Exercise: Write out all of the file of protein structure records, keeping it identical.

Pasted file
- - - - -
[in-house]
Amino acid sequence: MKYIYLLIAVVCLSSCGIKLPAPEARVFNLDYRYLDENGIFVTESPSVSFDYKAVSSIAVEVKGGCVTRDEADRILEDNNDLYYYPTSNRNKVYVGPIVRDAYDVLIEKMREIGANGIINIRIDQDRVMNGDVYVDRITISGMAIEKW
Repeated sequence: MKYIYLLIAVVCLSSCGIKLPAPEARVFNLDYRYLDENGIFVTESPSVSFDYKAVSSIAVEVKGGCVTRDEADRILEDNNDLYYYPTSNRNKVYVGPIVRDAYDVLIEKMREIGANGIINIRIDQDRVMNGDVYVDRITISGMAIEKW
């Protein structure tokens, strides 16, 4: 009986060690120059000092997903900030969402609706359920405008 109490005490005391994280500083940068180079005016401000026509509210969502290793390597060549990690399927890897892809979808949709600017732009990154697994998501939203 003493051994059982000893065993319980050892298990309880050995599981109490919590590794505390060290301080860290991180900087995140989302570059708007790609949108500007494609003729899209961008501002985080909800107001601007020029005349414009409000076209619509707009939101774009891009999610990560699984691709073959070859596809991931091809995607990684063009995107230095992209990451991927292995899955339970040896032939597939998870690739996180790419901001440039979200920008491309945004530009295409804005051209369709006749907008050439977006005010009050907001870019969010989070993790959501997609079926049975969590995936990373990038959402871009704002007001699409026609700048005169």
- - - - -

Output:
[in-house]
Amino acid sequence: MKYIYLLIAVVCLSSCGIKLPAPEARVFNLDYRYLDENGIFVTESPSVSFDYKAVSSIAVEVKGGCVTRDEADRILEDNNDLYYYPTSNRNKVYVGPIVRDAYDVLIEKMREIGANGIINIRIDQDRVMNGDVYVDRITISGMAIEKW
Repeated sequence: MKYIYLLIAVVCLSSCGIKLPAPEARVFNLDYRYLDENGIFVTESPSVSFDYKAVSSIAVEVKGGCVTRDEADRILEDNNDLYYYPTSNRNKVYVGPIVRDAYDVLIEKMREIGANGIINIRIDQDRVMNGDVYVDRITISGMAIEKW
């Protein structure tokens, strides 16, 4: 009986060690120059000092997903900030969402609706359920405008 109490005490005391994280500083940068180079005016401000026509509210969502290793390597060549990690399927890897892809979808949709600017732009990154697994998501939203 003493051994059982000893065993319980050892298990309880050995599981109490919590590794505390060290301080860290991180900087995140989302570059708007790609949108500007494609003729899209961008501002985080909800107001601007020029005349414009409000076209619509707009939101774009891009999610990560699984691709073959070859596809991931091809995607990684063009995107230095992209990451991927292995899955339970040896032939597939998870690739996180790419901001440039979200920008491309945004530009295409804005051209369709006749907008050439977006005010009050907001870019969010989070993790959501997609079926049975969590995936990373990038959402871009704002007001699409026609700048005169």